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Feb 20, 2015 07:42 PM 12382 Views
(Updated Feb 23, 2015 12:44 PM)






STATUTORY WARNING: This reviewer will not delve too much into the story of the movie, reckons a one line description will do just fine. For filmophiles who have suffered for years at the hands of sadistic reviewers including yours truly, all SPOILERS are at the end i.e. are only for those already done watching.

STORY: The title ofBADLAPUR makes it abundantly clear what the film is all about. A revenge saga albeit one that spans over many years.


Revenge. is like a rolling stone, which, when a man hath forced up a hill, will return upon him with a greater violence, and break those bones whose sinews gave it motion – Jeremy Taylor

The underlying theme of most revenge flicks is the same. It is essentially about an underdog who triumphs over seemingly insurmountable odds. And we all love the underdog. Not surprising at all then that when crafted with skill and mounted on the right scale, most of these flicks rake the moolah at the box office. What better example can there be of this than Ramesh Sippy’sSHOLAY, arguably Hindi cinema’s greatest film. After an impressive debut inEK HASINA THI and an extraordinary follow up withJOHNNY GADDAR, director Shriram Raghavan came undone in his third outing, the almost pedestrianAGENT VINOD(going by the standards set by Raghavan himself) Does he get to redeem himself withBADLAPUR? Read on…


The role of Pooja Ladha Surti who has edited Raghavan’s last two films is extremely critical here as the story spans over a decade and fortunately she delivers and the pace nevers ebbs. After having worked with CK Murleedharan in all his films so far, Raghavan takes a calculated gamble by opting for Anil Mehta as his cameraman this time and it pays rich dividends. One of Raghavan’s big pluses is his technical finesse. AndBADLAPUR is right up there. From sound design to the background music to the action, it is all pulsating. Sachin-Jigar who have been composing great music for films which sadly are turning out to be turkeys at the box office(readGO GOA GONE, HAPPY ENDING, FINDING FANNY) might get their just deserts after this film. Special mention must be made of the trackJEE KARDA which truly is chart buster material.

Most of the actors inBADLAPUR in supporting characters( Ashwini Kalsekar, Zakir Hussain, Vinay Pathak) are regulars from Raghavan’s earlier ventures. Sadly their roles are too small to leave much of an impact.There are four pivotal female characters in here, Huma Qureshi as a prostitute(her best scenes are with Nawaz and they seem to have picked up from where they left off with the crackling chemistry that they enjoyed in Anurag Kashyap’s epicGANGS OF WASSEYPUR) Radhika Apte(looks ill at ease but has the most explosive scenes in the film) Divya Dutta as an NGO worker is all right and Yami Gautam passes muster.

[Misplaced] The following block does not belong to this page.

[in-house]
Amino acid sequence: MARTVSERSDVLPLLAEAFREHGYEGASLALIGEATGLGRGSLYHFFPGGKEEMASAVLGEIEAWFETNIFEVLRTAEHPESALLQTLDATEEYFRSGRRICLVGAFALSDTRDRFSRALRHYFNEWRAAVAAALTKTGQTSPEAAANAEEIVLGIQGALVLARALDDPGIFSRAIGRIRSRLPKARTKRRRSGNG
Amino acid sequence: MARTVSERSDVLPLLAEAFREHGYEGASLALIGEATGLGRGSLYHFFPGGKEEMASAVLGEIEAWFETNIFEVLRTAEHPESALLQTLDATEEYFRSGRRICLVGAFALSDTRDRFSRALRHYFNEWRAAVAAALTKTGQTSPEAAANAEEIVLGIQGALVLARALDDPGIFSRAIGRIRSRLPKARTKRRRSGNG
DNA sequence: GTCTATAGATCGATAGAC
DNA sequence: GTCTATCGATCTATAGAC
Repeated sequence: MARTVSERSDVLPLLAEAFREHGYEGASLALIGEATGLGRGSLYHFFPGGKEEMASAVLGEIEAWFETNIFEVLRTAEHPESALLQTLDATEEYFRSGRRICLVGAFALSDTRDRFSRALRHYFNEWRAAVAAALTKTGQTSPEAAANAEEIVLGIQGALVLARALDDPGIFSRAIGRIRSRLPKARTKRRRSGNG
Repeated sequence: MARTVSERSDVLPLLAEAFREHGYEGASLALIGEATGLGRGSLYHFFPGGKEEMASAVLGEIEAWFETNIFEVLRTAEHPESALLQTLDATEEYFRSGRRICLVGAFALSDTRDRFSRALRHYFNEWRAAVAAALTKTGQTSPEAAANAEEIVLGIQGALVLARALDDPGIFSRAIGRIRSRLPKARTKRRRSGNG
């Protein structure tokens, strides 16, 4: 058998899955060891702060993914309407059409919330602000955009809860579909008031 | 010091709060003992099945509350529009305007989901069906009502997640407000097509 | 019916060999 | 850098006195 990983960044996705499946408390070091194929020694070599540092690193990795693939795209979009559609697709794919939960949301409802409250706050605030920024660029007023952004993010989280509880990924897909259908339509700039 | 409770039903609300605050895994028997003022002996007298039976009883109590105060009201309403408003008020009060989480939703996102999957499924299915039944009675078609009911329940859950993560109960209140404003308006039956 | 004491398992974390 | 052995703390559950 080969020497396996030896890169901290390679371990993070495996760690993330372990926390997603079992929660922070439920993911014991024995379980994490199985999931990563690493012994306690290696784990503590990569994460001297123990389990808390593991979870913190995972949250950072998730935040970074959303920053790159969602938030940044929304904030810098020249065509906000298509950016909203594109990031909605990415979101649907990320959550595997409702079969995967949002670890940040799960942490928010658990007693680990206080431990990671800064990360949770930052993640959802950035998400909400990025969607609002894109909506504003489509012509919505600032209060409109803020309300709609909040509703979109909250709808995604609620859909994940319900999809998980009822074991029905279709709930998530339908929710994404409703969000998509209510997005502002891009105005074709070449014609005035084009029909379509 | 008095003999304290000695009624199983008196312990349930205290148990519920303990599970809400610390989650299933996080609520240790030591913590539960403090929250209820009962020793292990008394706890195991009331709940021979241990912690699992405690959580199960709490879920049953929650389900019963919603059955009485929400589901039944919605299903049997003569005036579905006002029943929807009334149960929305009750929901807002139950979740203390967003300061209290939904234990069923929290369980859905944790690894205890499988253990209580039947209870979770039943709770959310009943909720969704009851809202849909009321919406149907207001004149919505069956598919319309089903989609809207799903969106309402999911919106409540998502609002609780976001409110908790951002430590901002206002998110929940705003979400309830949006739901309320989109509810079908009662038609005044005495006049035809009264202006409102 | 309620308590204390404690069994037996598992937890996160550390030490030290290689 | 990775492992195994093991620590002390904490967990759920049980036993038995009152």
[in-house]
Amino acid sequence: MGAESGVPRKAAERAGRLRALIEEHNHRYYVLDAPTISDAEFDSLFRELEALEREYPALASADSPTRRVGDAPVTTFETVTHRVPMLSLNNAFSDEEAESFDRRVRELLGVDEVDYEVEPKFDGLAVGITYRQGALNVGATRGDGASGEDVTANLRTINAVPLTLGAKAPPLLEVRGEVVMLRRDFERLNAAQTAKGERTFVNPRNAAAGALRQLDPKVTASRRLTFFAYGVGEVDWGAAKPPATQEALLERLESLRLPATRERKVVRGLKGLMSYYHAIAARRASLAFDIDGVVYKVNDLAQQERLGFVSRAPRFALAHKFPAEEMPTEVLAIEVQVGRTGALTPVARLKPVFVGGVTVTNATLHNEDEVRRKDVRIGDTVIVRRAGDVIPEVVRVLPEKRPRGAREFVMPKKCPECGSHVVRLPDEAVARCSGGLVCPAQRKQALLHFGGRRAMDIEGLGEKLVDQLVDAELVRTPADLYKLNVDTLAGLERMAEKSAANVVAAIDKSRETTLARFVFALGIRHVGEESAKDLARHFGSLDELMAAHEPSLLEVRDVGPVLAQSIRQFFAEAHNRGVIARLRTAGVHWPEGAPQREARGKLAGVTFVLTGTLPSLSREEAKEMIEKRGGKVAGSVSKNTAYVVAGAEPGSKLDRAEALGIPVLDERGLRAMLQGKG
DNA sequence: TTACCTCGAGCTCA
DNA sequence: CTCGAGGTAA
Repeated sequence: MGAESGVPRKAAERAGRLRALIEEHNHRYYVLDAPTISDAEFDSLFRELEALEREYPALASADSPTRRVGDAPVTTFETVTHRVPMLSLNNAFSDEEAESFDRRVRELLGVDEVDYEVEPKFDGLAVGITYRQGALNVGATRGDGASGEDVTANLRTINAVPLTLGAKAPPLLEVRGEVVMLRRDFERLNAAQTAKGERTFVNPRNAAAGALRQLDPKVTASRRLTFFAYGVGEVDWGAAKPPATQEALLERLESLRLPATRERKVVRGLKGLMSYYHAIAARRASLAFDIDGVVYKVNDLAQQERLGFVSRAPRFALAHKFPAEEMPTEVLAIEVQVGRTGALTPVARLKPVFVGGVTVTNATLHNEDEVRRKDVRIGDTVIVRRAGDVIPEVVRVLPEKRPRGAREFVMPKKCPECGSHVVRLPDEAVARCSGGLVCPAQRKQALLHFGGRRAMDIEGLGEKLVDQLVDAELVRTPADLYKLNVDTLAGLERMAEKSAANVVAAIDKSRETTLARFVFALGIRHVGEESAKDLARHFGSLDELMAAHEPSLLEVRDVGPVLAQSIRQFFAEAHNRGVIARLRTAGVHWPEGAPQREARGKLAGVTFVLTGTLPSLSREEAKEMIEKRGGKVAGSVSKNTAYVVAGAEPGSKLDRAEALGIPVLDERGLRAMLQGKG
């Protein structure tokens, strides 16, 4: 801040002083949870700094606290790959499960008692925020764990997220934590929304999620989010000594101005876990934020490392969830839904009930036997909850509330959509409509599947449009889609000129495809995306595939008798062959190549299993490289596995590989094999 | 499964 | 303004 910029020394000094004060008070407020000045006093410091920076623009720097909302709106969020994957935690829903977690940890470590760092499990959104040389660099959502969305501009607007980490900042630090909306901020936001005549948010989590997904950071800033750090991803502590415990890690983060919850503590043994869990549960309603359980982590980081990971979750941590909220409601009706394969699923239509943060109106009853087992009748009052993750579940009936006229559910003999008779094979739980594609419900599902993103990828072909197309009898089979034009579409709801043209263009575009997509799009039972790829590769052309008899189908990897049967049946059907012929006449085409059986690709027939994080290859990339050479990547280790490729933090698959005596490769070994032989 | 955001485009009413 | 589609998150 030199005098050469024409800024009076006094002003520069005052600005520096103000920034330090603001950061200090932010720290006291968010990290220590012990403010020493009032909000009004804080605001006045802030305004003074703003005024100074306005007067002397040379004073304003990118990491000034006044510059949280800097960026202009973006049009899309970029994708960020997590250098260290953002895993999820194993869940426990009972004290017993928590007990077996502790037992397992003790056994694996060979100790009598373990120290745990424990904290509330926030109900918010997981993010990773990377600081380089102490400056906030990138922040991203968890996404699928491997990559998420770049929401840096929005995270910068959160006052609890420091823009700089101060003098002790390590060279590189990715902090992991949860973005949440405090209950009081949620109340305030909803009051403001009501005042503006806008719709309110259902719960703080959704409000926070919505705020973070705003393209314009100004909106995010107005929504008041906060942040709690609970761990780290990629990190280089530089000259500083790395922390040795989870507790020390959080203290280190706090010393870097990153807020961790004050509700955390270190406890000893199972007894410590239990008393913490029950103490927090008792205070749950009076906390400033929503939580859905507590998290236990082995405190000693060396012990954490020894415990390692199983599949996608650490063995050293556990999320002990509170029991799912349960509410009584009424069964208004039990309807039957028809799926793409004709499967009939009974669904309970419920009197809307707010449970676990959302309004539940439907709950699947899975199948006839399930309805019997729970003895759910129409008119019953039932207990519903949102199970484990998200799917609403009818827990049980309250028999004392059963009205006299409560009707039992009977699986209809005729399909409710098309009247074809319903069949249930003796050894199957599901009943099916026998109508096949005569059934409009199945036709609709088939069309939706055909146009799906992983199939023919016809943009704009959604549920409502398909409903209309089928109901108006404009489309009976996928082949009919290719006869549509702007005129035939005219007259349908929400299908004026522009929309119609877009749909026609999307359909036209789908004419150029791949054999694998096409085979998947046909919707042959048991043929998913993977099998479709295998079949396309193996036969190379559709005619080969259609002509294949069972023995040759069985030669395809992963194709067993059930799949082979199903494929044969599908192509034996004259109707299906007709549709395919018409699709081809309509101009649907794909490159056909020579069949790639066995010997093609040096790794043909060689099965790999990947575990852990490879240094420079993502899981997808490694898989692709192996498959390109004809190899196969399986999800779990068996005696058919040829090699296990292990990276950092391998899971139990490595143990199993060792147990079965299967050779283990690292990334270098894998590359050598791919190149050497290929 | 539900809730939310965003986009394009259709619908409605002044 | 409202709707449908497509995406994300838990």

Varun Dhawan in what is the ballsiest career choice for a young actor in commercial cinema pulls it off for most part. The only grouse one has with his performance is that he perhaps has bitten more than he can chew, let alone swallow. This is a role that needed an actor at the top of his game and one cannot help but feel that he would have done more justice to the character of Raghu four five years down the line. Which begs the question, what if Ranbir Kapoor had essayed the role.BADLAPUR would not be half of what it is without the character of Nawaaz’s Layak. Not sinceG.O.W. has he got a role which can challenge the supreme talent of this man who along with Irfan Khan is probably India’s finest actor. Whether it is the spine chilling prison saree scene, his umpteen confrontation scenes with Varun Dhawan or the lighthearted banter with his lover and his mother, you cannot take your eyes off this man.

Along with his writer brother, Sridhar Raghavan, Sriram has written a screenplay that a lover of noir films will relish. Just like the Hindi film heroine who cannot smoke, drink, swear and most of all has to be a virgin, the roles written for a hero in mainstream Indian cinema always pander to some clichés. With the cult role of Raghu, Raghavan has broken all these stereotypes forever. And I daresay, the ‘HINDI FILM KA HERO ‘ will never be the same again. By the end ofBADLAPUR, the victim has become a monster and strangely the tormentor walks away with all the sympathy. To say anything more would be tantamount to spoiling the fun of watching the film itself.

The downside of this( purely in box office terms) is thatBADLAPUR is not an easy film to watch, nor to appreciate. Especially those for whom a revenge saga means one man singlehandedly beating to pulp an army of goons. For them one has only two words to say, STAY AWAY.

The trouble for Shriram Raghavan afterBADLAPUR will be that whatever else he makes from now on, this film will be a hard act to follow.

Not for the faint hearted!


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